University of York Students’ Union has made a public apology and offered £1,000 to a Jewish student whose university career was wrecked by antisemitic incidents. It is the first case of its kind. Zachary Confino, 21, a law student, suffered stress and narrowly missed a first-class degree, after two years of battling with antisemitism from anti-Israeli students at the University of York. Jo Johnson MP, the Universities Minister, intervened to help broker the public, written apology from the university’s students’ union over his treatment.
It is right that the students’ union should apologise for the way in which it reacted to Zachary Confino’s complaints about antisemitism. But their apology and payment of compensation are not enough. There must also be a commitment to fighting antisemitism properly, something they failed to do in this case.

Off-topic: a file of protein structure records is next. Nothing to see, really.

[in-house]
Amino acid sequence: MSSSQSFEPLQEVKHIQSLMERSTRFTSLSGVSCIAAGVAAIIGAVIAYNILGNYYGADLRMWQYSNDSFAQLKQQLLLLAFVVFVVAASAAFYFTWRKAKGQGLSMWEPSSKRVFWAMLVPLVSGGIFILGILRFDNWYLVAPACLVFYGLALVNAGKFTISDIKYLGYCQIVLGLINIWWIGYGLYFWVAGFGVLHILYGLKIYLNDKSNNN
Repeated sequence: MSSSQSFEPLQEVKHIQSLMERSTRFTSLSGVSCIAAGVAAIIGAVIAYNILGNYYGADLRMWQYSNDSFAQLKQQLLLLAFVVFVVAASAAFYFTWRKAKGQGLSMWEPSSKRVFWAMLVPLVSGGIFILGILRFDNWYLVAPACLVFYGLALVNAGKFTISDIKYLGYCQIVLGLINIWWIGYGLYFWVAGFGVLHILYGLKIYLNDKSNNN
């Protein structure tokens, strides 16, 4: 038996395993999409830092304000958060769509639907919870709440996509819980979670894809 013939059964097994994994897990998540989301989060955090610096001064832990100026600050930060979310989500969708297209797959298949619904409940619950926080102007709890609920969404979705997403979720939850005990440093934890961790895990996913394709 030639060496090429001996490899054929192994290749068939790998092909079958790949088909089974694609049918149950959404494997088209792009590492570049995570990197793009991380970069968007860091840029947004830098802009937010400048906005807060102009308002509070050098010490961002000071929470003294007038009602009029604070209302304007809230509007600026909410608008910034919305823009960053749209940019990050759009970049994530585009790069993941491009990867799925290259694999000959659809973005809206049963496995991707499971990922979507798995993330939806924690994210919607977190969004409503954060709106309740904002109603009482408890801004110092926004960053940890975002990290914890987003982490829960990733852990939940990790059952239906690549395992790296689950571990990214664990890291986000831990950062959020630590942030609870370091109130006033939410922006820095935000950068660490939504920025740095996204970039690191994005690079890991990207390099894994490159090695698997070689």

It should not be necessary for individual Jewish students to fight lengthy battles with their students’ unions over the course of many months or years in order to have Jew-hatred dealt with properly.
Students who abused Zachary by suggesting Hitler “was onto something” ought to have been disciplined for their racial abuse and bullying. How many other Jewish students do not have the incredible strength and dedication of Zachary Confino to fight the antisemitism they experience? And when will British universities start to fight it for them, as they should fight all forms racism within their student and professional membership?
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